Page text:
Last edited by DavidToronto; 2011-11-03 at 06:56.

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    An Amazing Thing Happened While Reading the Article. on the thousand dollar password.
    I am reading the article about how Joe lost his shirt because he had a "poor" password process. when I got an email from Identity Guard, an internet security firm, offering to protect my children from ????? whatever evil lurks on the web. I am not sure how they got my email, but it was very strange that I opened WS, and a few moments later got an email from a firm I never heard of, nor I have knowingly ever opened their website. VERY STRANGE, did they just happen to find my email address at that moment, or did my address leak into their server from some "cloud" or did you sell my address?

    Ok, I may have made a wrong assumption, I use GMAIL, and since I got the email about the password security, I have noticed a marked increase in sidebar ads concerning internet security. And I know that GMAIL sells email addresses.
    My apology for jumping the gun,, and making unfounded accusations.
    I have been a WS for many years and value the articles. Keep up the good work.
    Last edited by RonReves; 2011-11-03 at 09:44. Reason: MADE A MISTAKE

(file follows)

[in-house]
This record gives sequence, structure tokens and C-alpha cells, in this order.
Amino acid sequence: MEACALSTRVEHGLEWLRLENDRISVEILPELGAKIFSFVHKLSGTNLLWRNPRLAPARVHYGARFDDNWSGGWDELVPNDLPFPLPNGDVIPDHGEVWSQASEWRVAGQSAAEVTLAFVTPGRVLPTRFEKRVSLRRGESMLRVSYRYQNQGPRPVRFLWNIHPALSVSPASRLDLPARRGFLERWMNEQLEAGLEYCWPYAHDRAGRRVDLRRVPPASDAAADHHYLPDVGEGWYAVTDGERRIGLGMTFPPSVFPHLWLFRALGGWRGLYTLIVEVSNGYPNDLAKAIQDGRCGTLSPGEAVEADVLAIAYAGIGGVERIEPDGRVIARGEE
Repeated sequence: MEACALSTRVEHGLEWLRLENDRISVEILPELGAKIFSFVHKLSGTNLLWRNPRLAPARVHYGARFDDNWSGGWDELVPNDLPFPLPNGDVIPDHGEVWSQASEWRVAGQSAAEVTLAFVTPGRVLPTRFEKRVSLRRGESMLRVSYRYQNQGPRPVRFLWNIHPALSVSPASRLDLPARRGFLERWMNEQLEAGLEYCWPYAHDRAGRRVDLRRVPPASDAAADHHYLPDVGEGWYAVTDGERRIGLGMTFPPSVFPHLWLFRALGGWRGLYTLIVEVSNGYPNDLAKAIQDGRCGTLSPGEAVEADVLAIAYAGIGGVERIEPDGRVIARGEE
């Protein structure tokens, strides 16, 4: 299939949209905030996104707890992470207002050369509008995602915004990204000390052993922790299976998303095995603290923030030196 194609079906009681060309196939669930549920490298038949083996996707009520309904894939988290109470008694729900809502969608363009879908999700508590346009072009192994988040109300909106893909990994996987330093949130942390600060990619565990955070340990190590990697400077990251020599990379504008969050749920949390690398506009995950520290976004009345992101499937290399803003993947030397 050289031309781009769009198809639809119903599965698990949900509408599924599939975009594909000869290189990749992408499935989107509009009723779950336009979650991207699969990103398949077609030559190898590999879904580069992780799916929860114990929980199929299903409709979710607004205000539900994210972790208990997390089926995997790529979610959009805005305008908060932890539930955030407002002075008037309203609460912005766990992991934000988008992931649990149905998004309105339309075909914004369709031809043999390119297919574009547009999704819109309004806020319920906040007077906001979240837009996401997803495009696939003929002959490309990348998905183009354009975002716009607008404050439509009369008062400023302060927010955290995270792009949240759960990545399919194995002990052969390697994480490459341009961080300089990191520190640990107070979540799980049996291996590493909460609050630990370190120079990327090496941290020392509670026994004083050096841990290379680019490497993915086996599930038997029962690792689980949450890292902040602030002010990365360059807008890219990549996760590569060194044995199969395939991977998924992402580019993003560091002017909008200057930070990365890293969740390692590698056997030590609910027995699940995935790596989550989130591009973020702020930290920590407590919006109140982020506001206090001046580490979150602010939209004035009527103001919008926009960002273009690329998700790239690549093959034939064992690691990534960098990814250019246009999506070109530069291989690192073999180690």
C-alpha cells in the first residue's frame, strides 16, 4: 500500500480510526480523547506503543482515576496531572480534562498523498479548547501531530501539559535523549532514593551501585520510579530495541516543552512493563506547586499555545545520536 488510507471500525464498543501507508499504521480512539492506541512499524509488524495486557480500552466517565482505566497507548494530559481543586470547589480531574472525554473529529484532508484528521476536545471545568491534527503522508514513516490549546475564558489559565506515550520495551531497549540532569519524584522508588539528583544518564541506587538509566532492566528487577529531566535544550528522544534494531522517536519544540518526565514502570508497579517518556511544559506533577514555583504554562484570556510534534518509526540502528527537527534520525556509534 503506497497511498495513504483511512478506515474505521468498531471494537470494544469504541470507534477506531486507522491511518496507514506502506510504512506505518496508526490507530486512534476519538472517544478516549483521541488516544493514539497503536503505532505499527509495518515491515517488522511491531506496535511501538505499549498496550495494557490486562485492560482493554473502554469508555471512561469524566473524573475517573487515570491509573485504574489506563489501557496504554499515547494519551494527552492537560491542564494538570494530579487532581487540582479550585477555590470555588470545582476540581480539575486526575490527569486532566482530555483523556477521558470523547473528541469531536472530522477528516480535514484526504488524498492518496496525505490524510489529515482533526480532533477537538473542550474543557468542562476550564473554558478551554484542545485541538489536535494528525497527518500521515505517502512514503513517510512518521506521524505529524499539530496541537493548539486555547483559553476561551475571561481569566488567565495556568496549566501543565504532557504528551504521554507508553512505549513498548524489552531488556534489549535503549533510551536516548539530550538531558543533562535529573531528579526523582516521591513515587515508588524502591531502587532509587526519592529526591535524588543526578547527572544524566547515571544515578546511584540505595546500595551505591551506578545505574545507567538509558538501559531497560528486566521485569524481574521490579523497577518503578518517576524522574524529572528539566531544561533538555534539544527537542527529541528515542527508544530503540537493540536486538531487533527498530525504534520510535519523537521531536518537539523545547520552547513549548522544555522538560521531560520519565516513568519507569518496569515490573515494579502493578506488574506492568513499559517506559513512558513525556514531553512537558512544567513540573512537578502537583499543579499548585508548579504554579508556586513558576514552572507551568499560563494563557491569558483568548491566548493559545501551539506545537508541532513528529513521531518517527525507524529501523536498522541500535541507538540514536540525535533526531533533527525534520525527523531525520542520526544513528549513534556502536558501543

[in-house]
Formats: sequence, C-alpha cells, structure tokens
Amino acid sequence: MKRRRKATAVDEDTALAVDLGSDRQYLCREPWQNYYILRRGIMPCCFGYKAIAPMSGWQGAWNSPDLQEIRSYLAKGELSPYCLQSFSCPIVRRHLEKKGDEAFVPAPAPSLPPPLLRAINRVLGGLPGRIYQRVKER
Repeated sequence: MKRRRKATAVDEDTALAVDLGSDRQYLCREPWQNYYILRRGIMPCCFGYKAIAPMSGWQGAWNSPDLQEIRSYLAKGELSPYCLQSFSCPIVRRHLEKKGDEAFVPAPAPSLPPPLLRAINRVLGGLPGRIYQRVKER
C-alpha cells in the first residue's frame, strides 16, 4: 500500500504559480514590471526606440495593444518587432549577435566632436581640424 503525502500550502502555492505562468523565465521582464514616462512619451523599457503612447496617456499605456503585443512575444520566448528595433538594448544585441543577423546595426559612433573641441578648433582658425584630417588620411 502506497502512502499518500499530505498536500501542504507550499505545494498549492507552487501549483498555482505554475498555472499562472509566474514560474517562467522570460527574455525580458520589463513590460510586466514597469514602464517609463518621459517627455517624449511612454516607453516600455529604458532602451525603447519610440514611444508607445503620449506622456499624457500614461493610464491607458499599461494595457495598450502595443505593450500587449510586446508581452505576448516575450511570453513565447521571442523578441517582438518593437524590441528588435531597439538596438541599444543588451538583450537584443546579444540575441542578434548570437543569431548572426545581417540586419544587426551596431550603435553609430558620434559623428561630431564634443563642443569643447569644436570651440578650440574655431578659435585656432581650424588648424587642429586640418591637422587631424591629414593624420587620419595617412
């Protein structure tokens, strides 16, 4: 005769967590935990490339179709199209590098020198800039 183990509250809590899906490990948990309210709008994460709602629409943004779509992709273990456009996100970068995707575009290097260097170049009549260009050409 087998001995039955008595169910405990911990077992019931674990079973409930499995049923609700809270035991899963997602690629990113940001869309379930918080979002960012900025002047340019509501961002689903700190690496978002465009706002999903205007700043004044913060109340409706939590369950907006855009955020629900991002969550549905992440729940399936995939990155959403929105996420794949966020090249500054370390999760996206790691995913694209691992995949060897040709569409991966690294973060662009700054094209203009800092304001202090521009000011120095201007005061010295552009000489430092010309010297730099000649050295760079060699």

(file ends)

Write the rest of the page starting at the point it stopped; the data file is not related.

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    KeePass on a USB flash drive works for me. I dropped a copy of the database onto my computers so that I can invoke it with comparative ease on machines I control, and for other machines the portable form is always on me.

    Everything gets its own password (which is always 128+ bits of randomized printable characters), including sites I access on a daily basis, and I deliberately avoid trying to memorize anything but the primary access password to get into KeePass. This does pose an increased risk of getting locked out of places should the USB drive die, etc. but I have enough redundancy and multi-site backups of the password database (and backup copies of KeePass) that the risk is as negligible as the laws of probability and unintended consequences permit.

    Short of using an individual's DNA, this is about as strong as password-based security is likely to get, IMO.